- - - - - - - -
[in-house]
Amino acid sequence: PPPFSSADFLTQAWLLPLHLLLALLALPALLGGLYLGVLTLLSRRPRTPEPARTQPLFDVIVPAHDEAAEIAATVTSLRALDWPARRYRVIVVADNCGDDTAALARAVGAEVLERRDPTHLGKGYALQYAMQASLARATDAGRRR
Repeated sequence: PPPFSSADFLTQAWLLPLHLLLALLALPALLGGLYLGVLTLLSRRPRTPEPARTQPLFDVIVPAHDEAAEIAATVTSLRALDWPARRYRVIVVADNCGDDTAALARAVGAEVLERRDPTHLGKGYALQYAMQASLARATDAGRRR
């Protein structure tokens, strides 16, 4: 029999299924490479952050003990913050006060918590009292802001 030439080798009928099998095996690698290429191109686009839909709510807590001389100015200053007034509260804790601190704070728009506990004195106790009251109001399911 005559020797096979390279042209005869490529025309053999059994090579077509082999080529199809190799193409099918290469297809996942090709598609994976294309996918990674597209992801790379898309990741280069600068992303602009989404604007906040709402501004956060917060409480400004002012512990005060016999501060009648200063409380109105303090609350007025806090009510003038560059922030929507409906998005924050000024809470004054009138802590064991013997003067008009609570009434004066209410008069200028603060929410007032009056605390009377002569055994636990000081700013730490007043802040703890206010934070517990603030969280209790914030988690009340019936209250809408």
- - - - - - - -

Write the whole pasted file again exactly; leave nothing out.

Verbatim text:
[in-house]
Amino acid sequence: PPPFSSADFLTQAWLLPLHLLLALLALPALLGGLYLGVLTLLSRRPRTPEPARTQPLFDVIVPAHDEAAEIAATVTSLRALDWPARRYRVIVVADNCGDDTAALARAVGAEVLERRDPTHLGKGYALQYAMQASLARATDAGRRR
Repeated sequence: PPPFSSADFLTQAWLLPLHLLLALLALPALLGGLYLGVLTLLSRRPRTPEPARTQPLFDVIVPAHDEAAEIAATVTSLRALDWPARRYRVIVVADNCGDDTAALARAVGAEVLERRDPTHLGKGYALQYAMQASLARATDAGRRR
């Protein structure tokens, strides 16, 4: 029999299924490479952050003990913050006060918590009292802001 030439080798009928099998095996690698290429191109686009839909709510807590001389100015200053007034509260804790601190704070728009506990004195106790009251109001399911 005559020797096979390279042209005869490529025309053999059994090579077509082999080529199809190799193409099918290469297809996942090709598609994976294309996918990674597209992801790379898309990741280069600068992303602009989404604007906040709402501004956060917060409480400004002012512990005060016999501060009648200063409380109105303090609350007025806090009510003038560059922030929507409906998005924050000024809470004054009138802590064991013997003067008009609570009434004066209410008069200028603060929410007032009056605390009377002569055994636990000081700013730490007043802040703890206010934070517990603030969280209790914030988690009340019936209250809408």